4K ULTRA HD BLU-RAY REVIEW:

Kino Lorber;
Thriller;
$24.95 Blu-ray, $39.95 UHD BD;
Rated ‘R.’
Stars Robert Redford, Faye Dunaway, Max von Sydow, Cliff Robertson, John Houseman, Addison Powell, Walter McGinn, Tina Chen, Jess Osuna, Hank Garrett.

Pretty much everything about Three Days of the Condor screams ’70s spy thriller.

From its retro futuristic credits font to its music to the technology on display, the film is very much a product of its time. Even director Sydney Pollack makes this point in an old commentary included on the Blu-ray that he must have recorded it over 20 years ago, a few years prior to his death in 2008.

Based on the novel Six Days of the Condor, the 1975 film version jettisons most aspects of the book aside from a few basic plot elements and most of the title (several people in the bonus materials joke that the film didn’t have the budget to drag out the story more than three days).  Robert Redford plays Joe Turner, code name Condor, an analyst for a small CIA branch office in New York who reads a variety of foreign novels looking for patterns that could indicate clandestine real-world activities. After he files a report suggesting a group of rogue operators exists within the CIA, his office is targeted for termination.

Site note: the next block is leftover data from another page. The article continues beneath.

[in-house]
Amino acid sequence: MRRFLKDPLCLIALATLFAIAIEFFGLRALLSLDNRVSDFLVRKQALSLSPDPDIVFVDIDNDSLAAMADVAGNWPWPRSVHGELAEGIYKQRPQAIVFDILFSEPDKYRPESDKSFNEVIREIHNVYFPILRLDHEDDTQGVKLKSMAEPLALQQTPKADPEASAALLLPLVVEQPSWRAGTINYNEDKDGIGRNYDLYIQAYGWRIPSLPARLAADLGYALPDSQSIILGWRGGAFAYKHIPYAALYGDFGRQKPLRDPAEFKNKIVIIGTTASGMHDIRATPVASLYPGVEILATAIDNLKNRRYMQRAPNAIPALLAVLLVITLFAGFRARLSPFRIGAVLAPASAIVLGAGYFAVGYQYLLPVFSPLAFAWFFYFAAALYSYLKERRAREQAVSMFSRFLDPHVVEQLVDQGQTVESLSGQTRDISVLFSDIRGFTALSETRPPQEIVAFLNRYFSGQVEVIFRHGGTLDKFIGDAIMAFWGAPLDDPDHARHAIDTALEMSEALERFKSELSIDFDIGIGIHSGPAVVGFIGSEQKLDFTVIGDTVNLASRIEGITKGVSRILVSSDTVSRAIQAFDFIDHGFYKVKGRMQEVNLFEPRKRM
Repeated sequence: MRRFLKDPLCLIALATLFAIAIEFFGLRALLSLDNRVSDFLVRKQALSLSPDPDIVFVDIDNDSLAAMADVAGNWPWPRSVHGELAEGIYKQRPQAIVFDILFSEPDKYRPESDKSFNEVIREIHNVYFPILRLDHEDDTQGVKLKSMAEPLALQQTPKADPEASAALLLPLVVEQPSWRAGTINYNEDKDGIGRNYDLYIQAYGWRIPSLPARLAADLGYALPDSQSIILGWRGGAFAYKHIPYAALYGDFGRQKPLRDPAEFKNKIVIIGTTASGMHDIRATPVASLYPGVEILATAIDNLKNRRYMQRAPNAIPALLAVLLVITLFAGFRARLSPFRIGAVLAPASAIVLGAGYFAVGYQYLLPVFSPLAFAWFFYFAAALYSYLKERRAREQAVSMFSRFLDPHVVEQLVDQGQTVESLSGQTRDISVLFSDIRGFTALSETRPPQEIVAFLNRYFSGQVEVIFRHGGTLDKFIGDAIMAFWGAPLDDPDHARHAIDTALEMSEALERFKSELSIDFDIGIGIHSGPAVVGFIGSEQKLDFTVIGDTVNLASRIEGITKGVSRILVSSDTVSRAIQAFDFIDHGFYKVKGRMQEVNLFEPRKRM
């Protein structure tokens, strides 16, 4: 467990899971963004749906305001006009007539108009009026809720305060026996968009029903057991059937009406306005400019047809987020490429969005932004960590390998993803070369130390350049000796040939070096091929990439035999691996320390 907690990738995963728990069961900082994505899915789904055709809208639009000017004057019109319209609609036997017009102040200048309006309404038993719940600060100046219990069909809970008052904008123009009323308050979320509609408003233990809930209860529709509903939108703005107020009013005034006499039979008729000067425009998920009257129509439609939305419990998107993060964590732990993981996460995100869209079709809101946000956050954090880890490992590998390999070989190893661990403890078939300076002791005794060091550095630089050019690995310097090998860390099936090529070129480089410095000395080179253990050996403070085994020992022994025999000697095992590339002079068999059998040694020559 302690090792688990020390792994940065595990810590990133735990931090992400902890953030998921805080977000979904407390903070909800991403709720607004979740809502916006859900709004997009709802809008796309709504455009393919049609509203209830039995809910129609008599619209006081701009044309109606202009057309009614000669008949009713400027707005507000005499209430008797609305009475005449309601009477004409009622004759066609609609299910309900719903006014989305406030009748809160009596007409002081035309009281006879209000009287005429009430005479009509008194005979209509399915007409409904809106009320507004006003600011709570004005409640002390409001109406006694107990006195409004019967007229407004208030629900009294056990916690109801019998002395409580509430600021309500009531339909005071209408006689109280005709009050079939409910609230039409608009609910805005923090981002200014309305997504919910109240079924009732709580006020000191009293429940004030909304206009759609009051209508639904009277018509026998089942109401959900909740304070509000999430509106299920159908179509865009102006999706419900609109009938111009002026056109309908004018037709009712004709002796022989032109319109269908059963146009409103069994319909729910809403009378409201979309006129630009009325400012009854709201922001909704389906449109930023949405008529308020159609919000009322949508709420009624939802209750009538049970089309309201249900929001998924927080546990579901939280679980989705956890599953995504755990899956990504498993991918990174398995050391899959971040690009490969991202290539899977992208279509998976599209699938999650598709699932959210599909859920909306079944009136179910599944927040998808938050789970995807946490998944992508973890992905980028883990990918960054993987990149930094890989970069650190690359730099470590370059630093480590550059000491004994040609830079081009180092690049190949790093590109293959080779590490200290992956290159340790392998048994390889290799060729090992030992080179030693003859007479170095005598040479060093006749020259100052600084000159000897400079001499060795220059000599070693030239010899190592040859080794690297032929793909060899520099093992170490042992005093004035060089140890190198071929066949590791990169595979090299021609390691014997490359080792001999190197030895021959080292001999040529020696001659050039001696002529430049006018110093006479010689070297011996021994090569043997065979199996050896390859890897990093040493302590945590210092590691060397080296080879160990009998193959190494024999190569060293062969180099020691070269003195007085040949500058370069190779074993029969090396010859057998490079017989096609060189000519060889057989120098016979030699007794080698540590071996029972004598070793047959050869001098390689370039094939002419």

Turner returns from lunch to find all his co-workers have been shot, and he immediately goes into hiding. Unsure of who to trust, he kidnaps Kathy (Faye Dunaway), a random woman he encounters on the street, using her apartment as a hideout while he tries to figure out who murdered his friends and why.

Between its old-fashioned computers and Turner’s infiltration of the phone network to gather information on his enemies, it wouldn’t be a shock if anyone born in the 21st century had no idea what was happening. However, the film being dated doesn’t diminish its impact or entertainment value, as at its core it’s still a very effective cat-and-mouse thriller populated with memorable characters and layered in detail.